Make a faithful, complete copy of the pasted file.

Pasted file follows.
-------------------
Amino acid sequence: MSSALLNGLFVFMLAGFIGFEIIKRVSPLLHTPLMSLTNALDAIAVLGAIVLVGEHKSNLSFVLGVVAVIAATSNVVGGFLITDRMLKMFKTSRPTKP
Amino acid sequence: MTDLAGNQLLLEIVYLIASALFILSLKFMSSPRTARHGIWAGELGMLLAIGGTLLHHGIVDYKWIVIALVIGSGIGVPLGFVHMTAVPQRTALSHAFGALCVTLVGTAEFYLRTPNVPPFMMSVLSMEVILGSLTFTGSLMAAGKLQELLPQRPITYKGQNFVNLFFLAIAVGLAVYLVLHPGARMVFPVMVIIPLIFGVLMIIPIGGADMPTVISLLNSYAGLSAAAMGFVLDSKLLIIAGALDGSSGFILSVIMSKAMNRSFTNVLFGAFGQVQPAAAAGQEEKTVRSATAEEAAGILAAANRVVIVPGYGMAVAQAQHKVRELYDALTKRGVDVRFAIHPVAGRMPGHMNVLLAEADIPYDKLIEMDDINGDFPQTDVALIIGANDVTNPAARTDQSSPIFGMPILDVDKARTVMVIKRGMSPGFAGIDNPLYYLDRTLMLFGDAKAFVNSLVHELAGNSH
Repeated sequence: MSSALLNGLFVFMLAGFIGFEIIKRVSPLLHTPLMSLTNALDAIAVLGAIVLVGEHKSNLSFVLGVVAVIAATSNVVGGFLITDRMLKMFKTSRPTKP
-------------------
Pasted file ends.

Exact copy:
Amino acid sequence: MSSALLNGLFVFMLAGFIGFEIIKRVSPLLHTPLMSLTNALDAIAVLGAIVLVGEHKSNLSFVLGVVAVIAATSNVVGGFLITDRMLKMFKTSRPTKP
Amino acid sequence: MTDLAGNQLLLEIVYLIASALFILSLKFMSSPRTARHGIWAGELGMLLAIGGTLLHHGIVDYKWIVIALVIGSGIGVPLGFVHMTAVPQRTALSHAFGALCVTLVGTAEFYLRTPNVPPFMMSVLSMEVILGSLTFTGSLMAAGKLQELLPQRPITYKGQNFVNLFFLAIAVGLAVYLVLHPGARMVFPVMVIIPLIFGVLMIIPIGGADMPTVISLLNSYAGLSAAAMGFVLDSKLLIIAGALDGSSGFILSVIMSKAMNRSFTNVLFGAFGQVQPAAAAGQEEKTVRSATAEEAAGILAAANRVVIVPGYGMAVAQAQHKVRELYDALTKRGVDVRFAIHPVAGRMPGHMNVLLAEADIPYDKLIEMDDINGDFPQTDVALIIGANDVTNPAARTDQSSPIFGMPILDVDKARTVMVIKRGMSPGFAGIDNPLYYLDRTLMLFGDAKAFVNSLVHELAGNSH
Repeated sequence: MSSALLNGLFVFMLAGFIGFEIIKRVSPLLHTPLMSLTNALDAIAVLGAIVLVGEHKSNLSFVLGVVAVIAATSNVVGGFLITDRMLKMFKTSRPTKP